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Rutgers-Slocum glider surfacing near the research vessel Laurence M Gould near Palmer Antarctica LTER.

The observed changes in polar ecosystems require the research community to develop the capacity to resolve changes and understand their global implications. Traditional modes of sampling will not suffice and efforts must be focused on developing networks capable of operating in a harsh environment and maintaining themselves for sustained periods at sea. Realizing this, PAL scientists have developed the first sustained underwater polar robotic network to overcome the chronic undersampling of the Antarctic Peninsula region. The network is modular and its success has resulted in similar technologies being deployed throughout Antarctica in 2011.

The PAL autonomous underwater vehicle (AUV) network consists of a fleet of underwater Slocum buoyancy gliders. Slocum gliders are 1.8 m long torpedo-shaped, winged AUVs that maneuver through the ocean at a forward speed of 20-30 cm/s in a sawtooth-shaped gliding trajectory, deriving their forward propulsion by means of a buoyancy change and steering with a tail fin rudder. An altimeter and depth sensor enable preprogrammed sampling of the full water column. The primary vehicle navigation system uses an on-board GPS receiver coupled with an attitude sensor, depth sensor, and altimeter to provide dead-reckoned navigation. Global communications provided by Iridium allow the robots to be controlled from laboratories in Antarctica or New Jersey. Glider operations are anchored by technicians and advanced undergraduates on campus at Rutgers University. Students learn oceanography while supporting the PAL field research teams by processing the real-time data and delivering back to the field researchers to enable adaptive sampling.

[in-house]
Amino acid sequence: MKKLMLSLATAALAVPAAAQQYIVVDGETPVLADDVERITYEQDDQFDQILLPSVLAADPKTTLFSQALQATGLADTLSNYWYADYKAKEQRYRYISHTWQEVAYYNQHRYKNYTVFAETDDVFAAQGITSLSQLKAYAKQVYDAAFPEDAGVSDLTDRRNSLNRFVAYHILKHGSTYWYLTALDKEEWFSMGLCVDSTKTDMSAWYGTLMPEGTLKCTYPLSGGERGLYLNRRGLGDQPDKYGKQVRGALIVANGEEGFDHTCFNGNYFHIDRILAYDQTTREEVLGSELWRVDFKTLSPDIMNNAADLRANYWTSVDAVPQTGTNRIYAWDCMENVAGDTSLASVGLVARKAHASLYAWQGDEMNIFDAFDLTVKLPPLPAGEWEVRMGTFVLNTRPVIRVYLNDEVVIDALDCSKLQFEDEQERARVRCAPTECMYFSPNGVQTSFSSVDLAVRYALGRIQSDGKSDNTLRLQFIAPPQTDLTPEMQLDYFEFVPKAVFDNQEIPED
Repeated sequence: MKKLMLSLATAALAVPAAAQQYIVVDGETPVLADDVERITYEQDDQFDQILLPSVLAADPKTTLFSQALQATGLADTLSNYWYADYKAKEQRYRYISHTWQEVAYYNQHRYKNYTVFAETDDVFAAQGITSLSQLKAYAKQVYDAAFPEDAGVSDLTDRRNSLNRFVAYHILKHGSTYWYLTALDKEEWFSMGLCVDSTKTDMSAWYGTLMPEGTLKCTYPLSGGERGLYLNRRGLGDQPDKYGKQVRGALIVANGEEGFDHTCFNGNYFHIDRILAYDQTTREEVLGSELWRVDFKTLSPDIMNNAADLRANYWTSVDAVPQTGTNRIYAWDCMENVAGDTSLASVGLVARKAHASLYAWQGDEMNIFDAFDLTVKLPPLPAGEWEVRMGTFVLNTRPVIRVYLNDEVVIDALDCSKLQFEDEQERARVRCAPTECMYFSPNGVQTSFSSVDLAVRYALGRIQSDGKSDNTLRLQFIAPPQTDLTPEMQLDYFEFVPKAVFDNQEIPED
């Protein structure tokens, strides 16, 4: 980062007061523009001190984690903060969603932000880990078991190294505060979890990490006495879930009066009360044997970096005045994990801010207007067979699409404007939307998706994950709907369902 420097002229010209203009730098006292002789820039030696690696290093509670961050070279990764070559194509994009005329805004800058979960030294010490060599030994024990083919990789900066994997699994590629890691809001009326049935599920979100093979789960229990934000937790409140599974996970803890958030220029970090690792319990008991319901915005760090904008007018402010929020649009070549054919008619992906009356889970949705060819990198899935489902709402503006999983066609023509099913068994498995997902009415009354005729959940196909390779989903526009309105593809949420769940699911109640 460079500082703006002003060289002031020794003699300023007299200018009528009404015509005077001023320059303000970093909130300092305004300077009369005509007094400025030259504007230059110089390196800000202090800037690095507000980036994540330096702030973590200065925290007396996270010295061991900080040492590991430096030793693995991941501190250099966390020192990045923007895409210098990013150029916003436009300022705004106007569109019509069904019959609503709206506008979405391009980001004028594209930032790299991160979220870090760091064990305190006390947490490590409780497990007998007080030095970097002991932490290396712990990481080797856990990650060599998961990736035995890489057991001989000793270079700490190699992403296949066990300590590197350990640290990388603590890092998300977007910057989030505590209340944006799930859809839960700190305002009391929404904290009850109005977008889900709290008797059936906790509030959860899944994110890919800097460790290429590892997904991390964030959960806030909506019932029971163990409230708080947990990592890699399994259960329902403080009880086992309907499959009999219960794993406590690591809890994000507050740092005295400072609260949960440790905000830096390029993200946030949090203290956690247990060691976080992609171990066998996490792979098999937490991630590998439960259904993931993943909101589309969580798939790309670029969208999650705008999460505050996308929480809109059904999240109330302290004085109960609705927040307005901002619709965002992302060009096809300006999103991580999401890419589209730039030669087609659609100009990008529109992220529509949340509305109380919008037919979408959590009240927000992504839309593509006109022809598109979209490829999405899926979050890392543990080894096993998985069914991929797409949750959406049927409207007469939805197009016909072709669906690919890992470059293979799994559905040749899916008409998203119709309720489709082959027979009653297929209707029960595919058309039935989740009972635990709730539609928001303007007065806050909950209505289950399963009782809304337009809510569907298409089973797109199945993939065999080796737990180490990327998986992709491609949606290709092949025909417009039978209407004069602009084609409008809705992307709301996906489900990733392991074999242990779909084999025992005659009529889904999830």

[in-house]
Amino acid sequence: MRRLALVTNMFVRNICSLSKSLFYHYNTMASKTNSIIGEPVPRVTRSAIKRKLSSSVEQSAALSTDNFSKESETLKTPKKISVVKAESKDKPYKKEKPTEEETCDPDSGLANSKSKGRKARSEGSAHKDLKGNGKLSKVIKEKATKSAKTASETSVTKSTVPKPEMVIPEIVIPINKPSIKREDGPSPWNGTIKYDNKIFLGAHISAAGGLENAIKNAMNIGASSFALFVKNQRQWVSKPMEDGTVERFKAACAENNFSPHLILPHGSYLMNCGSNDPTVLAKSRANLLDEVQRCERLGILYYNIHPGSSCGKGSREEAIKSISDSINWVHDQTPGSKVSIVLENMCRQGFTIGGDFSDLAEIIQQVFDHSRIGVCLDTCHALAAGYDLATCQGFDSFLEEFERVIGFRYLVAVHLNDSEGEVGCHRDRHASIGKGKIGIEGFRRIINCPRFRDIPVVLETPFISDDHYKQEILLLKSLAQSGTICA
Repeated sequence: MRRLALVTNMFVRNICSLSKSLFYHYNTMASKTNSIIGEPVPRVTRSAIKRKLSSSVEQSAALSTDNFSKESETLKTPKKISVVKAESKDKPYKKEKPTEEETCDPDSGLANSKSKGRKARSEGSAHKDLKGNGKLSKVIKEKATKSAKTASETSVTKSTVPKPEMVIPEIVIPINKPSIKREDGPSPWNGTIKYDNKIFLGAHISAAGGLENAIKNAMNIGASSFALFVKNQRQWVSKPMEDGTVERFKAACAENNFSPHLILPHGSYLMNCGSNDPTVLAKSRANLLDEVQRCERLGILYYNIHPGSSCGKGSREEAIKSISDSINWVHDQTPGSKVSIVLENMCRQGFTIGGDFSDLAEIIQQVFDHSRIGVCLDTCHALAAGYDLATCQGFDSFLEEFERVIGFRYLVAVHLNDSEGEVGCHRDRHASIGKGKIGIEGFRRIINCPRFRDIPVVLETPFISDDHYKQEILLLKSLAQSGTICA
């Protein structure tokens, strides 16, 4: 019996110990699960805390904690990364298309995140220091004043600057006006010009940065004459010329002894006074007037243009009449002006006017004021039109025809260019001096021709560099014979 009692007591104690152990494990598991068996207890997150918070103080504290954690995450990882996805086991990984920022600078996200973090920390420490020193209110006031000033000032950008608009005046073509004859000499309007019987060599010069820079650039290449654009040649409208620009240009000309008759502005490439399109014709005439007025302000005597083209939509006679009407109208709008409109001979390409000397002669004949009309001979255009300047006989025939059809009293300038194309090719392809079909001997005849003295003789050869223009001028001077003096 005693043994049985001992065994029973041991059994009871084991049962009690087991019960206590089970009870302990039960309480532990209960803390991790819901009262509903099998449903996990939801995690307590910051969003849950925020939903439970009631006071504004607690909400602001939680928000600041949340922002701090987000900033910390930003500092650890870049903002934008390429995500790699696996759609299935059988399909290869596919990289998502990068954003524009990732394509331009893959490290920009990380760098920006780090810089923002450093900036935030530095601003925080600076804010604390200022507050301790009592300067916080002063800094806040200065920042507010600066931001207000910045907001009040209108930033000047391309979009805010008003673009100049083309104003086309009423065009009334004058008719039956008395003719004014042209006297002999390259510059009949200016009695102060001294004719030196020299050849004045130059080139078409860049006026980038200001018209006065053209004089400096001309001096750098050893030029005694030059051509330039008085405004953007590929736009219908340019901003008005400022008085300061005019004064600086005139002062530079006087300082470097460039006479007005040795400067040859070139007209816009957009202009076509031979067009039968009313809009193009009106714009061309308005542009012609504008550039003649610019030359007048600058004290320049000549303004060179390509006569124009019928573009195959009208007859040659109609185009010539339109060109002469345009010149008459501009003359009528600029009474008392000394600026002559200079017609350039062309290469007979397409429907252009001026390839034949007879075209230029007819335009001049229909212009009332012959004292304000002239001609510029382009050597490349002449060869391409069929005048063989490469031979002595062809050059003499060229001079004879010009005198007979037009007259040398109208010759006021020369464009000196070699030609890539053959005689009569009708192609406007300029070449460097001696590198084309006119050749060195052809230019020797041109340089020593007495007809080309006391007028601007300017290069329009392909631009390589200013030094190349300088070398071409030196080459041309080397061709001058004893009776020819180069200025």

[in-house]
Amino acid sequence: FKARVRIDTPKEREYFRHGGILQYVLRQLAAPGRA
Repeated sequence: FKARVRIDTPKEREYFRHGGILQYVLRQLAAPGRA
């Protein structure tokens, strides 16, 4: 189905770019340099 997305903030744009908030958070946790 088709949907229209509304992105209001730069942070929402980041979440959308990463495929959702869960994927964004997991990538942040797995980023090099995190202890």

The gliders are outfitted with a variety of sensors measuring physics, chemistry, optics and acoustics allowing scientists to study ecosystem processes spanning from phytoplankton dynamics to penguin foraging ecology. Since the initial deployment in 2007, PAL gliders have flown 20 missions mapping 3076 kilometers underwater over 171 days. The success of the PAL gliders provide a model for polar robotic networks and the experience gained was central to successful first-time glider deployments in the Amudsen and Ross Seas. In 2009, a PAL glider was successfully flown several hundred km from an American research vessel to the British Antarctic Base Rothera, the first joint international glider effort. That success motivated the British to purchase 2 gliders, which will be operated in partnership with PAL to form the first regional polar robotic network in the world.

This evolving regional network will allow the LTER to sample the WAP throughout the year and will provide a technology test bed for polar technologies. This was demonstrated at Palmer station in 2011 when gliders were combined with propeller AUVs were coordinated using real-time satellite-telemetry data collected by penguins.

The data allowed the penguin location and depth of foraging to design sampling missions by the robots. A nested sampling used gliders to map the mesoscale dynamics and the propeller AUVs collected highly resolved maps at the specific locations and depths where penguins were foraging. This was the first time a robotic network had been coordinated by real-time animal data and provides a template for future networks being designed to resolve ecological dynamics in natural populations.

Cruise track for glider flight from Palmer Station (north) to Rothera Base (south) in January, 2009. The color contours show the north to south (about 500 km) and vertical (0 to 100 meters depth) distribution of chlorophyll fluorescence, an indicator of the amount pf phytoplankton in the water.
For further information: 
Dr. Oscar Schofield
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